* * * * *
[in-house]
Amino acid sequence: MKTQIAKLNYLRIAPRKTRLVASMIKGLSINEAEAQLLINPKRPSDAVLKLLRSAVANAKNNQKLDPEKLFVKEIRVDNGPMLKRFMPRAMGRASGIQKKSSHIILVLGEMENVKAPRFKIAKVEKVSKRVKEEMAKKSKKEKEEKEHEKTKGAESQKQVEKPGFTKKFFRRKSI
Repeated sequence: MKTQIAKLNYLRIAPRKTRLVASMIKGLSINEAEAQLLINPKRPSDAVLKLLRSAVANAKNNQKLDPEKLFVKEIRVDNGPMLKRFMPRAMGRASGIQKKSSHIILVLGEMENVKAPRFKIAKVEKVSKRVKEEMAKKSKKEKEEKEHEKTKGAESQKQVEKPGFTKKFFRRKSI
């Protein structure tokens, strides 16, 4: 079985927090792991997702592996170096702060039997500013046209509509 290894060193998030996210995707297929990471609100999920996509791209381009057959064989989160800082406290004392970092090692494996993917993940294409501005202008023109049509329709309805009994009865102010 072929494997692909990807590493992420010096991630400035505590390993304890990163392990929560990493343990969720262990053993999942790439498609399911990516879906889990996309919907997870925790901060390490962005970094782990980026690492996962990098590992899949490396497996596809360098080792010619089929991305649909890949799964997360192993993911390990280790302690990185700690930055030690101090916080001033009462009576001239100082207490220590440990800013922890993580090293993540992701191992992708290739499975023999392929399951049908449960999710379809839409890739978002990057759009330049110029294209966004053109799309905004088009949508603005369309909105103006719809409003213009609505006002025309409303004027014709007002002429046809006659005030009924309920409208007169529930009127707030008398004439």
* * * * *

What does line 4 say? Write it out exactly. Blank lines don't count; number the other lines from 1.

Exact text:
């Protein structure tokens, strides 16, 4: 079985927090792991997702592996170096702060039997500013046209509509 290894060193998030996210995707297929990471609100999920996509791209381009057959064989989160800082406290004392970092090692494996993917993940294409501005202008023109049509329709309805009994009865102010 072929494997692909990807590493992420010096991630400035505590390993304890990163392990929560990493343990969720262990053993999942790439498609399911990516879906889990996309919907997870925790901060390490962005970094782990980026690492996962990098590992899949490396497996596809360098080792010619089929991305649909890949799964997360192993993911390990280790302690990185700690930055030690101090916080001033009462009576001239100082207490220590440990800013922890993580090293993540992701191992992708290739499975023999392929399951049908449960999710379809839409890739978002990057759009330049110029294209966004053109799309905004088009949508603005369309909105103006719809409003213009609505006002025309409303004027014709007002002429046809006659005030009924309920409208007169529930009127707030008398004439």